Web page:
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Unfoldase-mediated protein translocation through an α-hemolysin nanopore

Nature Biotechnology volume 31, pages 247250 (2013) | Download Citation


Using nanopores to sequence biopolymers was proposed more than a decade ago1. Recent advances in enzyme-based control of DNA translocation2 and in DNA nucleotide resolution using modified biological pores3 have satisfied two technical requirements of a functional nanopore DNA sequencing device. Nanopore sequencing of proteins was also envisioned1. Although proteins have been shown to move through nanopores4,5,6, a technique to unfold proteins for processive translocation has yet to be demonstrated. Here we describe controlled unfolding and translocation of proteins through the α-hemolysin (α-HL) pore using the AAA+ unfoldase ClpX. Sequence-dependent features of individual engineered proteins were detected during translocation. These results demonstrate that molecular motors can reproducibly drive proteins through a model nanopore—a feature required for protein sequence analysis using this single-molecule technology.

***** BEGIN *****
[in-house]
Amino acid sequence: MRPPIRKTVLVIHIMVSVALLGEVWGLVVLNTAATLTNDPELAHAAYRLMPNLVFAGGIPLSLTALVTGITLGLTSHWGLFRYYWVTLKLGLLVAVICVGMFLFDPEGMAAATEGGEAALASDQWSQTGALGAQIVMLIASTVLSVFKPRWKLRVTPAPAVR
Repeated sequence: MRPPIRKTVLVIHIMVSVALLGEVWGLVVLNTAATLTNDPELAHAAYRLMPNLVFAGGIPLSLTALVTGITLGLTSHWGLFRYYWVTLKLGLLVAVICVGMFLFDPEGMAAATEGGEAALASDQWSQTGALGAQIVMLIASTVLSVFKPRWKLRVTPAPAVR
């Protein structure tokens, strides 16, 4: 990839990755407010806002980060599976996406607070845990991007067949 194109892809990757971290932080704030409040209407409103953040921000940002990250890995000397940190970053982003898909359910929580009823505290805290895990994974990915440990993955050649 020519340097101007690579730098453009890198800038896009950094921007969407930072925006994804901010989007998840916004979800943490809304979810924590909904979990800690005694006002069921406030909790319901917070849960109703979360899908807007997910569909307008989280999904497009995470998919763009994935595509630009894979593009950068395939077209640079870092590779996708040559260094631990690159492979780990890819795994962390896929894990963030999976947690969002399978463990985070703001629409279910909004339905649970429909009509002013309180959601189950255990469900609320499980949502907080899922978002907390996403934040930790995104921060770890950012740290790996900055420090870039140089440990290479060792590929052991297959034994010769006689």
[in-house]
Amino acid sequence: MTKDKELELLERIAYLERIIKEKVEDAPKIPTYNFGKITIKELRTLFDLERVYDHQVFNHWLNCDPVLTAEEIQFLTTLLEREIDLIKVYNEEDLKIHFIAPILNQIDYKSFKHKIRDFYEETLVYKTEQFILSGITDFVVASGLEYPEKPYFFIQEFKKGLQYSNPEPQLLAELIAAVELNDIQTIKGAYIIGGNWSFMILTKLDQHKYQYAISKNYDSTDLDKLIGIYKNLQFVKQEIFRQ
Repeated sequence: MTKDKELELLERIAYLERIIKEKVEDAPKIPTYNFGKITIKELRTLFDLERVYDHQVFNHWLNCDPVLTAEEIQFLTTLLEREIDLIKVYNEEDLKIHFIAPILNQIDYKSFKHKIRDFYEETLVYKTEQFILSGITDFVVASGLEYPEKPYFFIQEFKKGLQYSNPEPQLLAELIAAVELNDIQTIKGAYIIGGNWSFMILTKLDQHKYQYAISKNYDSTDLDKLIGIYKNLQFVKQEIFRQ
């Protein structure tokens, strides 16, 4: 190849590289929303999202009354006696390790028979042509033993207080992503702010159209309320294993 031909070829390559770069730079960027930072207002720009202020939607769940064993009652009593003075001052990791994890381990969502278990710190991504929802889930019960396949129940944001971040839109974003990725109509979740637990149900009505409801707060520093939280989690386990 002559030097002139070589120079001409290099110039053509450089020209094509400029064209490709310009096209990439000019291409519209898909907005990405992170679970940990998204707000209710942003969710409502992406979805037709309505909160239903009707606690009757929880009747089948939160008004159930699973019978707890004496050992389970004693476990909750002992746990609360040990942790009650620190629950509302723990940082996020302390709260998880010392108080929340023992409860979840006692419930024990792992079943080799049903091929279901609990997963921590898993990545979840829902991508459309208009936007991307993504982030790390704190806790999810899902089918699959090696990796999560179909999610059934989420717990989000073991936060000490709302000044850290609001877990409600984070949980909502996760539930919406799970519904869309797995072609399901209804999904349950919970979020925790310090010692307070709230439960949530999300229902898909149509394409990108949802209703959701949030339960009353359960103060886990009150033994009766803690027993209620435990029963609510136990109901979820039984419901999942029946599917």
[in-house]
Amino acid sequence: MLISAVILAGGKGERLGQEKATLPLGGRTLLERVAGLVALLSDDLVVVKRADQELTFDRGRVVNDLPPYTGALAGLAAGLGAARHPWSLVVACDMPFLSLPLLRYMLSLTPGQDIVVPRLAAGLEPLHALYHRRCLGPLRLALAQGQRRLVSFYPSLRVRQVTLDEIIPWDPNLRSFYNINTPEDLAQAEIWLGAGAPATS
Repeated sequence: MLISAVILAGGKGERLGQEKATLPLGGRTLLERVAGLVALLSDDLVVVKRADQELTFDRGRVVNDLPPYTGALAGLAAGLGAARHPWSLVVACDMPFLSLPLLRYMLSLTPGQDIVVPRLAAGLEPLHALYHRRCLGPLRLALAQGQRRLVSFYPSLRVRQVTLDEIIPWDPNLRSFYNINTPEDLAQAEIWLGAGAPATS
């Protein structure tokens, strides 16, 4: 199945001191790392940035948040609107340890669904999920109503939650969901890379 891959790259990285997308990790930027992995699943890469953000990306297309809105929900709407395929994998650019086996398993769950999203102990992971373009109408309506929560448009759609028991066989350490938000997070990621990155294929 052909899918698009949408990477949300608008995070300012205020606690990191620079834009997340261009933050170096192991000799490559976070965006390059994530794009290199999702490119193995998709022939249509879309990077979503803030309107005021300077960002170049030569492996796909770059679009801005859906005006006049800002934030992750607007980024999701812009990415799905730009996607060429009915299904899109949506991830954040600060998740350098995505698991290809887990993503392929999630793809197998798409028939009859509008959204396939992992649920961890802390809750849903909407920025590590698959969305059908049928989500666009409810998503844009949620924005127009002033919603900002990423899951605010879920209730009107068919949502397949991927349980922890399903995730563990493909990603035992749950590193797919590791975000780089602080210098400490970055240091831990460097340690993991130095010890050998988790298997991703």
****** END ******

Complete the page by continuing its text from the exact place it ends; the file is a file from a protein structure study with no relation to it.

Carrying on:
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The authors thank Oxford Nanopore Technologies (Oxford, UK) for supplying α-HL heptamers, and A. Martin (UC Berkeley) for supplying ClpX-related expression plasmids and for helpful discussions on their use. R. Abu-Shumays, D. Bernick, K. Lieberman and H. Olsen commented on drafts of the manuscript. This work was supported by a UC startup grant to M.A., and by equipment purchased previously using National Human Genome Research Institute grant R01HG006321. The ClpX-ΔN3 BLR expression strain was obtained from A. Martin (UC Berkeley), as was a his-tagged ClpP expression strain.

Author information


  1. Nanopore Group, Department of Biomolecular Engineering, University of California, Santa Cruz, Santa Cruz, California, USA.

    • Jeff Nivala
    • , Douglas B Marks
    •  & Mark Akeson


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J.N. conceived and designed the project, performed the protein engineering and production, conceived and performed experiments and co-wrote the manuscript. D.B.M. performed and conceived experiments, analyzed data and co-wrote the manuscript. M.A. co-wrote the manuscript, designed the nanopore platform and directed the project.

Competing interests

M.A. is a consultant to Oxford Nanopore Technologies, Oxford, UK.

Corresponding author

Correspondence to Mark Akeson.

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